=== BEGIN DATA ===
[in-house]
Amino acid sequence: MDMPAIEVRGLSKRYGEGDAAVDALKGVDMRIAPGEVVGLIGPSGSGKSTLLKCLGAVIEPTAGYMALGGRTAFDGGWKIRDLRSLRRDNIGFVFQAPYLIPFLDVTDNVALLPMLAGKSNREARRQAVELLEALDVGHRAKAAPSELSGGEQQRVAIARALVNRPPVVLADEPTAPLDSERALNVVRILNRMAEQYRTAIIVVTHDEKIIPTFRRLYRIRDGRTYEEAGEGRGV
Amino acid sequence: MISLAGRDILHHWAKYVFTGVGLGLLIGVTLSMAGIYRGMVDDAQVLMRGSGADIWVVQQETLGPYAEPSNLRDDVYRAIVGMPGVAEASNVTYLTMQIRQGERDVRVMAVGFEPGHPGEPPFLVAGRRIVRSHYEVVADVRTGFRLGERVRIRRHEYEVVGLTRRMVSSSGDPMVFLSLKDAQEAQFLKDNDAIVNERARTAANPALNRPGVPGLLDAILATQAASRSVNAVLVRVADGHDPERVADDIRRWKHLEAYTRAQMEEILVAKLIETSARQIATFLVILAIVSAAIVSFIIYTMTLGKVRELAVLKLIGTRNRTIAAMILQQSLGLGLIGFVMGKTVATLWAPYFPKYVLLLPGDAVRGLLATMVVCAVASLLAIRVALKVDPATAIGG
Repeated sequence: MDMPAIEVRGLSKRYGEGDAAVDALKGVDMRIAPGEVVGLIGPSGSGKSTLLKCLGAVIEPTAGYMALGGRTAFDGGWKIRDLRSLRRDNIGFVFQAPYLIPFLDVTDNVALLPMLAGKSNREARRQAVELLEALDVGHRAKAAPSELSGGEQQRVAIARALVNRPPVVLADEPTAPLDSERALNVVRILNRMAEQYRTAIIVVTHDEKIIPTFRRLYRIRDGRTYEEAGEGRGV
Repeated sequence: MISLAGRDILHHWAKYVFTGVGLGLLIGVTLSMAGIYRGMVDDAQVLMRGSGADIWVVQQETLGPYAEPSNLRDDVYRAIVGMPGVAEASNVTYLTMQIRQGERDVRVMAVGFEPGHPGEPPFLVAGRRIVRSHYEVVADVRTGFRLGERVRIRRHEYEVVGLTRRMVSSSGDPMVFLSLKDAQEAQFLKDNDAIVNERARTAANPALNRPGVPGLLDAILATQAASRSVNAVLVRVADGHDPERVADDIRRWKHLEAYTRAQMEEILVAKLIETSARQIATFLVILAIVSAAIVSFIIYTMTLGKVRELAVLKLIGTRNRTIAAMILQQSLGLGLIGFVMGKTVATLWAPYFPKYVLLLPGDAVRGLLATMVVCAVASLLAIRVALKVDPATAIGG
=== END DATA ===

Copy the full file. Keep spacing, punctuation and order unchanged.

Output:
[in-house]
Amino acid sequence: MDMPAIEVRGLSKRYGEGDAAVDALKGVDMRIAPGEVVGLIGPSGSGKSTLLKCLGAVIEPTAGYMALGGRTAFDGGWKIRDLRSLRRDNIGFVFQAPYLIPFLDVTDNVALLPMLAGKSNREARRQAVELLEALDVGHRAKAAPSELSGGEQQRVAIARALVNRPPVVLADEPTAPLDSERALNVVRILNRMAEQYRTAIIVVTHDEKIIPTFRRLYRIRDGRTYEEAGEGRGV
Amino acid sequence: MISLAGRDILHHWAKYVFTGVGLGLLIGVTLSMAGIYRGMVDDAQVLMRGSGADIWVVQQETLGPYAEPSNLRDDVYRAIVGMPGVAEASNVTYLTMQIRQGERDVRVMAVGFEPGHPGEPPFLVAGRRIVRSHYEVVADVRTGFRLGERVRIRRHEYEVVGLTRRMVSSSGDPMVFLSLKDAQEAQFLKDNDAIVNERARTAANPALNRPGVPGLLDAILATQAASRSVNAVLVRVADGHDPERVADDIRRWKHLEAYTRAQMEEILVAKLIETSARQIATFLVILAIVSAAIVSFIIYTMTLGKVRELAVLKLIGTRNRTIAAMILQQSLGLGLIGFVMGKTVATLWAPYFPKYVLLLPGDAVRGLLATMVVCAVASLLAIRVALKVDPATAIGG
Repeated sequence: MDMPAIEVRGLSKRYGEGDAAVDALKGVDMRIAPGEVVGLIGPSGSGKSTLLKCLGAVIEPTAGYMALGGRTAFDGGWKIRDLRSLRRDNIGFVFQAPYLIPFLDVTDNVALLPMLAGKSNREARRQAVELLEALDVGHRAKAAPSELSGGEQQRVAIARALVNRPPVVLADEPTAPLDSERALNVVRILNRMAEQYRTAIIVVTHDEKIIPTFRRLYRIRDGRTYEEAGEGRGV
Repeated sequence: MISLAGRDILHHWAKYVFTGVGLGLLIGVTLSMAGIYRGMVDDAQVLMRGSGADIWVVQQETLGPYAEPSNLRDDVYRAIVGMPGVAEASNVTYLTMQIRQGERDVRVMAVGFEPGHPGEPPFLVAGRRIVRSHYEVVADVRTGFRLGERVRIRRHEYEVVGLTRRMVSSSGDPMVFLSLKDAQEAQFLKDNDAIVNERARTAANPALNRPGVPGLLDAILATQAASRSVNAVLVRVADGHDPERVADDIRRWKHLEAYTRAQMEEILVAKLIETSARQIATFLVILAIVSAAIVSFIIYTMTLGKVRELAVLKLIGTRNRTIAAMILQQSLGLGLIGFVMGKTVATLWAPYFPKYVLLLPGDAVRGLLATMVVCAVASLLAIRVALKVDPATAIGG